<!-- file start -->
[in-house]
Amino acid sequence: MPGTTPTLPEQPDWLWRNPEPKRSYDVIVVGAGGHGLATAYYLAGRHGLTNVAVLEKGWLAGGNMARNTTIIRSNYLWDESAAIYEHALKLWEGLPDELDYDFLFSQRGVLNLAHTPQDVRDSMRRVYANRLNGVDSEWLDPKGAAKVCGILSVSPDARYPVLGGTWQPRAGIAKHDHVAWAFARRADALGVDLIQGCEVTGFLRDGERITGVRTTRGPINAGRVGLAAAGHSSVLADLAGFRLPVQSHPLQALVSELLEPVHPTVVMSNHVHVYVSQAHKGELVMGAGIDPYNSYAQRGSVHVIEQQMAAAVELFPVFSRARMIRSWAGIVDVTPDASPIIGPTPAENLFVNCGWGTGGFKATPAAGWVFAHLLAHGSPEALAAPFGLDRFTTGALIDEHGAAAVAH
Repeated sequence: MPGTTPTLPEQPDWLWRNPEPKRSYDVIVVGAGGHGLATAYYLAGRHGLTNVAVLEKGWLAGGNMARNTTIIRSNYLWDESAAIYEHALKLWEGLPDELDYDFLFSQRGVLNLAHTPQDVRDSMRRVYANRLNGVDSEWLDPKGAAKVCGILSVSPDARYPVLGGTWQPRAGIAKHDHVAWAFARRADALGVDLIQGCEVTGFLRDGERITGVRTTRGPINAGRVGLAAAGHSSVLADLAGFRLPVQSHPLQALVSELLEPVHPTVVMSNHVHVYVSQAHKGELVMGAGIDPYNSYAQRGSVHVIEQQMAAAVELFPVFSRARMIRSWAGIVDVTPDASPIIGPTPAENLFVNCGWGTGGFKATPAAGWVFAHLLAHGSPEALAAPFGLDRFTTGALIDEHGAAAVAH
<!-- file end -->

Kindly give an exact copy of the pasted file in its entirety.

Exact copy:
[in-house]
Amino acid sequence: MPGTTPTLPEQPDWLWRNPEPKRSYDVIVVGAGGHGLATAYYLAGRHGLTNVAVLEKGWLAGGNMARNTTIIRSNYLWDESAAIYEHALKLWEGLPDELDYDFLFSQRGVLNLAHTPQDVRDSMRRVYANRLNGVDSEWLDPKGAAKVCGILSVSPDARYPVLGGTWQPRAGIAKHDHVAWAFARRADALGVDLIQGCEVTGFLRDGERITGVRTTRGPINAGRVGLAAAGHSSVLADLAGFRLPVQSHPLQALVSELLEPVHPTVVMSNHVHVYVSQAHKGELVMGAGIDPYNSYAQRGSVHVIEQQMAAAVELFPVFSRARMIRSWAGIVDVTPDASPIIGPTPAENLFVNCGWGTGGFKATPAAGWVFAHLLAHGSPEALAAPFGLDRFTTGALIDEHGAAAVAH
Repeated sequence: MPGTTPTLPEQPDWLWRNPEPKRSYDVIVVGAGGHGLATAYYLAGRHGLTNVAVLEKGWLAGGNMARNTTIIRSNYLWDESAAIYEHALKLWEGLPDELDYDFLFSQRGVLNLAHTPQDVRDSMRRVYANRLNGVDSEWLDPKGAAKVCGILSVSPDARYPVLGGTWQPRAGIAKHDHVAWAFARRADALGVDLIQGCEVTGFLRDGERITGVRTTRGPINAGRVGLAAAGHSSVLADLAGFRLPVQSHPLQALVSELLEPVHPTVVMSNHVHVYVSQAHKGELVMGAGIDPYNSYAQRGSVHVIEQQMAAAVELFPVFSRARMIRSWAGIVDVTPDASPIIGPTPAENLFVNCGWGTGGFKATPAAGWVFAHLLAHGSPEALAAPFGLDRFTTGALIDEHGAAAVAH